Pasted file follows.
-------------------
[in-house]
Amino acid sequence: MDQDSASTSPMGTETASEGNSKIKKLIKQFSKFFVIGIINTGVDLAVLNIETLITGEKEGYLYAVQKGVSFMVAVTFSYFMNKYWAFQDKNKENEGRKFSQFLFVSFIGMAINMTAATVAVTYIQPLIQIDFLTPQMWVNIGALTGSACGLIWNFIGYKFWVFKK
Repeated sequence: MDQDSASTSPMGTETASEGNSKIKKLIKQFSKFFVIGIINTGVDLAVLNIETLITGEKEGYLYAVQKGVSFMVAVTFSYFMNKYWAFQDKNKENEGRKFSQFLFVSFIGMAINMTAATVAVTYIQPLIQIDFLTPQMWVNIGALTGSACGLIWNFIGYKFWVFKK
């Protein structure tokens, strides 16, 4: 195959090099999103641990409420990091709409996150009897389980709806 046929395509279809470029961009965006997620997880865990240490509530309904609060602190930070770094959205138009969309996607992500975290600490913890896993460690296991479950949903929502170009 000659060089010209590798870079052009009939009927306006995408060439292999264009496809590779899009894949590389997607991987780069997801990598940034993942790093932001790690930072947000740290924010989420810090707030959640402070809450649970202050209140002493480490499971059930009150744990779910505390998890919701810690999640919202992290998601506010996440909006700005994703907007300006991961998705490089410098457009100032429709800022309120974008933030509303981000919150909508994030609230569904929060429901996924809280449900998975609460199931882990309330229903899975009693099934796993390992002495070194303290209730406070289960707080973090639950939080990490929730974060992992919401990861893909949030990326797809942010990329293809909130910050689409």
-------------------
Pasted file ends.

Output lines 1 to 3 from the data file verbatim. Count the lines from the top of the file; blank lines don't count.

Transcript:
[in-house]
Amino acid sequence: MDQDSASTSPMGTETASEGNSKIKKLIKQFSKFFVIGIINTGVDLAVLNIETLITGEKEGYLYAVQKGVSFMVAVTFSYFMNKYWAFQDKNKENEGRKFSQFLFVSFIGMAINMTAATVAVTYIQPLIQIDFLTPQMWVNIGALTGSACGLIWNFIGYKFWVFKK
Repeated sequence: MDQDSASTSPMGTETASEGNSKIKKLIKQFSKFFVIGIINTGVDLAVLNIETLITGEKEGYLYAVQKGVSFMVAVTFSYFMNKYWAFQDKNKENEGRKFSQFLFVSFIGMAINMTAATVAVTYIQPLIQIDFLTPQMWVNIGALTGSACGLIWNFIGYKFWVFKK